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Found a small crack in the dash coming from the upper inside of the throttle control. I drilled a small hole at the end of the crack to stop it. The throttle was so stiff you had to use too much force to move it. Choke was stiff as well. Removed both cables at the carb, tilted them up and fitted a short piece of tubing over the end of them. Put about 10-15 drops of light weight oil in the tube and let it sit. After an hour or so the oil had reached the console end of the cables. Worked them back and forth for a while until they both ran smoothly. I want to add something to the back of the dash to spread the load of the throttle mounts over a larger area. The thin plastic panel flexes noticeably when you work the throttle.


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Pulled the intake manifold off to deal with the carb issues. You have to loosen the exhaust clamps at the engine to allow the manifold to lift out. I vacuumed the engine first to get rid of anything that could fall into the engine and covered the intakes with tape ASAP. I’ll have a go at the carb tomorrow. I know it had old gas in it and that it had been sitting for about 10 years since run. The vacuum line from the engine to the fuel pump was a loose fit so that will get changed out.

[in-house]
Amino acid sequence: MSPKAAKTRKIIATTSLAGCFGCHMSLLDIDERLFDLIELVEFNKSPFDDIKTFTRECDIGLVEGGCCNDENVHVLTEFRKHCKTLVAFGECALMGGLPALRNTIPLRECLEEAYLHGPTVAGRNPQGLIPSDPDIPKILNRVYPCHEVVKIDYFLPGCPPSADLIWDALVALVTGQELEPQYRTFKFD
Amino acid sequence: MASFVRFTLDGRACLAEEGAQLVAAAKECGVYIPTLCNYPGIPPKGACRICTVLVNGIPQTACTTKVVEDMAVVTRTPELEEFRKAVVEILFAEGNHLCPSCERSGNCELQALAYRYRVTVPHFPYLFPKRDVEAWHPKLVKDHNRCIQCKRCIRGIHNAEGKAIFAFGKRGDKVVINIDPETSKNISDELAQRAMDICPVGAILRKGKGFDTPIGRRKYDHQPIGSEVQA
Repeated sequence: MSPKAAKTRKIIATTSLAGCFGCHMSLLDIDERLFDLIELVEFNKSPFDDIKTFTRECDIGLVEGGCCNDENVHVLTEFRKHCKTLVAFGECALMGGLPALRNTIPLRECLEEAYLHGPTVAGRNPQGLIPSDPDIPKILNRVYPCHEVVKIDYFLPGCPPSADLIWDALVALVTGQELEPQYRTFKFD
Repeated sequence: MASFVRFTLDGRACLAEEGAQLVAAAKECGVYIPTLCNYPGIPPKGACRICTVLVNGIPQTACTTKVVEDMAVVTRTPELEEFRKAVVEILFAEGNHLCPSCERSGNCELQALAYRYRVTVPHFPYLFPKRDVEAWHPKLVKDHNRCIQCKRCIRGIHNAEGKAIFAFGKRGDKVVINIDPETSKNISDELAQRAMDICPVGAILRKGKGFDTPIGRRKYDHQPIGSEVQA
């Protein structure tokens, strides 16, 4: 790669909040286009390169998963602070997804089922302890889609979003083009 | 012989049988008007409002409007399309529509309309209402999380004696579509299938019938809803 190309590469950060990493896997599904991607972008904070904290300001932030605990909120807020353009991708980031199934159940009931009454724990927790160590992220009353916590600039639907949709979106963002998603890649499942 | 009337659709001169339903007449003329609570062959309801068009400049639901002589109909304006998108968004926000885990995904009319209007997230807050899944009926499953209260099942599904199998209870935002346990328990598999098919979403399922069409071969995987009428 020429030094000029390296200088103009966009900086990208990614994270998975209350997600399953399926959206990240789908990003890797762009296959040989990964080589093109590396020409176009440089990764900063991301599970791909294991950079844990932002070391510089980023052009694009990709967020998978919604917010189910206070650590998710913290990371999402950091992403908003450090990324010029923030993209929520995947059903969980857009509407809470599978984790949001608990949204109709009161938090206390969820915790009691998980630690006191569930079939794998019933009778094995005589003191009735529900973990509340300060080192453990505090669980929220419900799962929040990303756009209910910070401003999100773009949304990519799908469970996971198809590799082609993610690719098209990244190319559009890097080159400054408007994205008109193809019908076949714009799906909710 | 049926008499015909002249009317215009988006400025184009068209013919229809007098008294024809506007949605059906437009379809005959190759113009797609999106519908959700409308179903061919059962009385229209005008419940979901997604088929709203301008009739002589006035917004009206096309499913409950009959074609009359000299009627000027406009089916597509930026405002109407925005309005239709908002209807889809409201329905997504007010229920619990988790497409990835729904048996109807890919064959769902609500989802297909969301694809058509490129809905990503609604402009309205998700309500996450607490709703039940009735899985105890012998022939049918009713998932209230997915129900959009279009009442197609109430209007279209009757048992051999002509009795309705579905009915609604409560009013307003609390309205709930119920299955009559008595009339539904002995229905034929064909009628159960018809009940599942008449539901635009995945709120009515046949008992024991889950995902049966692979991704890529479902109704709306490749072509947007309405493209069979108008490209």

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Discussion Starter · #26 ·
Yes, I got some oil on that first but the main issue seemed to be inside the cable. A bit of corrosion from sitting for at least 10 years since last being used on a regular basis.
 

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Discussion Starter · #27 ·
The previous owner said the carb had issues. The engine was spitting fuel out the carb. I’ve never owned an Onan before so I did a Youtube search and came up with a video from Cranky Motor Sports that pretty much gave me a blueprint for servicing the carb. It had a number of issues. The fuel that was in it smelled terrible. The bottom of the bowl was covered in a gooey green sludge. The main jet was not fully screwed into the carb. The O ring had swelled and it seemed tight but wasn’t anywhere near deep enough into the carb to meter fuel. The tip of the jet also had a hard black coating over it. Got that chipped off and put a new o ring on it. Installed it and set to factory default so it now has a chance at providing the right amount of fuel. There were 2 clogged channels in the carb that I got cleaned out by pushing a small wire through them. The vent hole in the fuel pump was also partially plugged. I was able to reuse all the gaskets and pump diaphragm although they are showing some wear. The carb still had the foam float in it. It was starting to crack but didn’t seem to be in bad shape. I switched out to the brass float that came as a spare and adjusted it to where it looked like it would work based on my experience with Kohler and Tec carbs. The needle valve was dirty and the valve seat looks a bit rough so I cleaned them and put it all back together. I should have thoroughly scrubbed the outside of the carb before taking it apart. Carb cleaner softened the paint and it was a pain to keep the peeling paint out of the carb.
I cleaned up the intake manifold and scraped the excess sealant off of the seam between the 2 halves. I then cleaned the area with carb cleaner and an abrasive pad. I sealed it with Motoseal which was a suggestion in the cranky motor sports video to seal intake leaks in the manifold without the need to drill out the rivets in the 2 halves.